‘How welcome are we, really?’: Gary Player laments limited club privileges of past Masters champs

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"I can't just bring out guests to play at Augusta National," says Gary Player of his limited club privileges as a past Masters champion.

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Don’t get Gary Player wrong. He loves the Masters, even if he recently ranked it as the fourth-most significant of the four majors.

Between 1957 and 2009, he competed in the tournament 53 times, winning the title on three of those occasions. He adores the Par-3 Contest that precedes the main event. He wouldn’t dream of missing the Champions Dinner.

If you tallied up the days he has spent at the Masters, it would amount to “an entire year of my life,” Player said recently over the phone.

He still serves as an honorary starter at the tournament, a role he assumed in 2012, joining Arnold Palmer and Jack Nicklaus in the ceremonial striking of opening shots.

Palmer. Nicklaus. Player. The Big Three, a trio linked in legend, their careers overlapping, with a combined 13 green jackets to their credit — exploits intertwined in Masters lore.

But for all that connects them, one thing sets them apart, which leads to a point that sticks in Player’s craw. 

Palmer was a member of Augusta National, just as Nicklaus is today. Player’s status is different. Like all past champions, he’s an honorary member, and despite what fans might think, that is not the same as belonging to the club.

“A lot of people assume that I have those privileges, but they’re wrong,” Player said. “If I want to play a practice round with friends, I can’t just call the pro shop and make those arrangements.”

He can peg it on his own, but bringing a guest is another story. For that, he needs to be accompanied by a full-fledged Augusta member. There aren’t many of them, and few live locally.

“Trying to find someone who can host is not easy,” Player says.

If this strikes you as the sort of suffering best soothed by the playing of a tiny violin, Player isn’t going to argue. He’s not asking for your pity. Nor does he feel sorry for himself. “Disillusioned” is more like it, he said.

“It makes you wonder, How welcome are we really as past Masters champions?” 

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Aside from clearing up any fan confusion, Player said that what he wants is to put things in perspective. The Masters, he said, “is a magnificent tournament.” But the players, more than anything, are what make it so.

“Without them,” he said. “Augusta would just be another course.”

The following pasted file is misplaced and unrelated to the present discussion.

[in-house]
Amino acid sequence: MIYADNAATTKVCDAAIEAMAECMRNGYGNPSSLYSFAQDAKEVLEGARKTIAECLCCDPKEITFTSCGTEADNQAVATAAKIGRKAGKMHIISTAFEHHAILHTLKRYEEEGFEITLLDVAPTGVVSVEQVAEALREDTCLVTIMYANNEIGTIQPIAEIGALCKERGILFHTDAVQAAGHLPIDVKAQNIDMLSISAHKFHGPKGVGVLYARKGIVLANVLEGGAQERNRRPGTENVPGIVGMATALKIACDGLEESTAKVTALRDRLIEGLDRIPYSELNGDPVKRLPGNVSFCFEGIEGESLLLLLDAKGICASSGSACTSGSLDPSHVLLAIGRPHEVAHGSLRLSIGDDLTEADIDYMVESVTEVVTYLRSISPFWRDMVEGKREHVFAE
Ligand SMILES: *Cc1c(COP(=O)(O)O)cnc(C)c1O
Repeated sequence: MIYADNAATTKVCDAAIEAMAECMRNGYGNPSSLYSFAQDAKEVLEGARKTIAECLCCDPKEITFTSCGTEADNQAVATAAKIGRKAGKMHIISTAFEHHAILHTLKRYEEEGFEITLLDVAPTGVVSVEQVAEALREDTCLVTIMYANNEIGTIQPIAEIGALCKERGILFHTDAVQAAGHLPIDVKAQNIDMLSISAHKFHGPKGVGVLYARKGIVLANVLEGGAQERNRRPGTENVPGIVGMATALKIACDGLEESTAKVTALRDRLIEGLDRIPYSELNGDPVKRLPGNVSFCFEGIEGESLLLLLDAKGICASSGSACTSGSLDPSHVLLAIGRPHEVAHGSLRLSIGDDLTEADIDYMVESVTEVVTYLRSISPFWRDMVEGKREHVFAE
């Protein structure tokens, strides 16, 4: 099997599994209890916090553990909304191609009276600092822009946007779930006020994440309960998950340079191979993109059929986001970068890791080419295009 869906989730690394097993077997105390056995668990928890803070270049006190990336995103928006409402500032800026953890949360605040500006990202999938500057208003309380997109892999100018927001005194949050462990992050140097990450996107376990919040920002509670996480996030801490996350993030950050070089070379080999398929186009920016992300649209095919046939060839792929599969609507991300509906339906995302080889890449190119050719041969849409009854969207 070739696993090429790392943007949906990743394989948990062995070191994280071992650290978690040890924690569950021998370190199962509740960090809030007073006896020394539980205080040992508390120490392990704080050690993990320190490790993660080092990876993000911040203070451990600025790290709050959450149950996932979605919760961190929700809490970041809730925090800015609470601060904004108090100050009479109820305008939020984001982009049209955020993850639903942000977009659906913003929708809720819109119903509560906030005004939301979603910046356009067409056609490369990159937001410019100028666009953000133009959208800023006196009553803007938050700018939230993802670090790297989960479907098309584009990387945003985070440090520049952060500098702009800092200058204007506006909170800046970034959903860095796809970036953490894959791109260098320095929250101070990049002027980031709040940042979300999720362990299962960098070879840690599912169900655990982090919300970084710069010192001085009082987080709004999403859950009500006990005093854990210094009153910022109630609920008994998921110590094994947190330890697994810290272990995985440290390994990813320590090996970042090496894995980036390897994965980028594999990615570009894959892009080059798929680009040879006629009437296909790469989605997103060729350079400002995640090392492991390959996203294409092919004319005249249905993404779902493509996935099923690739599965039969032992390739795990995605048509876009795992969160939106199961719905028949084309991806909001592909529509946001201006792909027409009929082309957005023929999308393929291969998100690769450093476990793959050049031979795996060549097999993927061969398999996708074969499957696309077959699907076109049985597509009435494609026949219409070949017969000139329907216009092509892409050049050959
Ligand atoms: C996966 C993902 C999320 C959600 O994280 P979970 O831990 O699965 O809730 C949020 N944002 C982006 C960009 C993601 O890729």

As Player sees it, every time the iconic likes of Tiger Woods, Phil Mickelson and, yes, Gary Player, don their green jackets, “it is the greatest PR in the world for the club.”

It helps burnish a mystique that generations of Masters greats have built.

Player has never been shy with his opinions. And at 87, he seems more willing than ever to hold forth. In an interview with the Daily Mail last week, Player called the Open Championship “by far the greatest tournament on the planet,” followed by the U.S. Open, the PGA Championship and the Masters, in that order.

“Four marvelous tournaments,” he said.

Whether his hot take rankled folks at Augusta National is difficult to say. But not much escapes their notice. Wayne Player, Gary’s son, learned that the hard way at the 2021 Masters, when, while serving as a caddie for his father during the opening ceremony, he held up a sleeve of branded golf balls as product placement.

The guerrilla marketing came back to bite him. By his own account, the younger Player was banned from Augusta National (the club has declined to comment on the matter).

Wayne Player won’t be at the tournament this year. But his dad will, sitting at his usual spot at the Champions Dinner, taking his usual place on the first tee for Thursday morning’s opening ceremony. Standing beside him will be his fellow ceremonial starters, Nicklaus and two-time Masters champion (and honorary Augusta member) Tom Watson.

Josh Sens

Golf.com Editor

A golf, food and travel writer, Josh Sens has been a GOLF Magazine contributor since 2004 and now contributes across all of GOLF’s platforms. His work has been anthologized in The Best American Sportswriting. He is also the co-author, with Sammy Hagar, of Are We Having Any Fun Yet: the Cooking and Partying Handbook.

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